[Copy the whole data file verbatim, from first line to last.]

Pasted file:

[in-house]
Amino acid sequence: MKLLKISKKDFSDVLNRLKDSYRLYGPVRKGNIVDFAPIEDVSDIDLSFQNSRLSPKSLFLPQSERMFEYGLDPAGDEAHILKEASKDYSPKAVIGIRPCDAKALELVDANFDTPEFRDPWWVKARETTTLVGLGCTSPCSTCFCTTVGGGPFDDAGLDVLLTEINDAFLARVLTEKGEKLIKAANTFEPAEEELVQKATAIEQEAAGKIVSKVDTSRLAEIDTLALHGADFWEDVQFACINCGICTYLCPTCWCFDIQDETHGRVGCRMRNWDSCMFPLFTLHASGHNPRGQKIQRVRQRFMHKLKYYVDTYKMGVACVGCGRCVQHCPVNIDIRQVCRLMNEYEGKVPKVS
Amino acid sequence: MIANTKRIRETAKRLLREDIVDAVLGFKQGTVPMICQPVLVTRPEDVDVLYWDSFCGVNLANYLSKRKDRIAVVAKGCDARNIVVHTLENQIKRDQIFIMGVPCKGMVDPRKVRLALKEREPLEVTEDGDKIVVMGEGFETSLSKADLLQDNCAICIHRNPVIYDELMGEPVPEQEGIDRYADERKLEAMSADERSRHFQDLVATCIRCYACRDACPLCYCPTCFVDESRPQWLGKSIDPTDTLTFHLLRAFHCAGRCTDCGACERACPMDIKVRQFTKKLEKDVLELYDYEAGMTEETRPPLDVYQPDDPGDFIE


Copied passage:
[in-house]
Amino acid sequence: MKLLKISKKDFSDVLNRLKDSYRLYGPVRKGNIVDFAPIEDVSDIDLSFQNSRLSPKSLFLPQSERMFEYGLDPAGDEAHILKEASKDYSPKAVIGIRPCDAKALELVDANFDTPEFRDPWWVKARETTTLVGLGCTSPCSTCFCTTVGGGPFDDAGLDVLLTEINDAFLARVLTEKGEKLIKAANTFEPAEEELVQKATAIEQEAAGKIVSKVDTSRLAEIDTLALHGADFWEDVQFACINCGICTYLCPTCWCFDIQDETHGRVGCRMRNWDSCMFPLFTLHASGHNPRGQKIQRVRQRFMHKLKYYVDTYKMGVACVGCGRCVQHCPVNIDIRQVCRLMNEYEGKVPKVS
Amino acid sequence: MIANTKRIRETAKRLLREDIVDAVLGFKQGTVPMICQPVLVTRPEDVDVLYWDSFCGVNLANYLSKRKDRIAVVAKGCDARNIVVHTLENQIKRDQIFIMGVPCKGMVDPRKVRLALKEREPLEVTEDGDKIVVMGEGFETSLSKADLLQDNCAICIHRNPVIYDELMGEPVPEQEGIDRYADERKLEAMSADERSRHFQDLVATCIRCYACRDACPLCYCPTCFVDESRPQWLGKSIDPTDTLTFHLLRAFHCAGRCTDCGACERACPMDIKVRQFTKKLEKDVLELYDYEAGMTEETRPPLDVYQPDDPGDFIE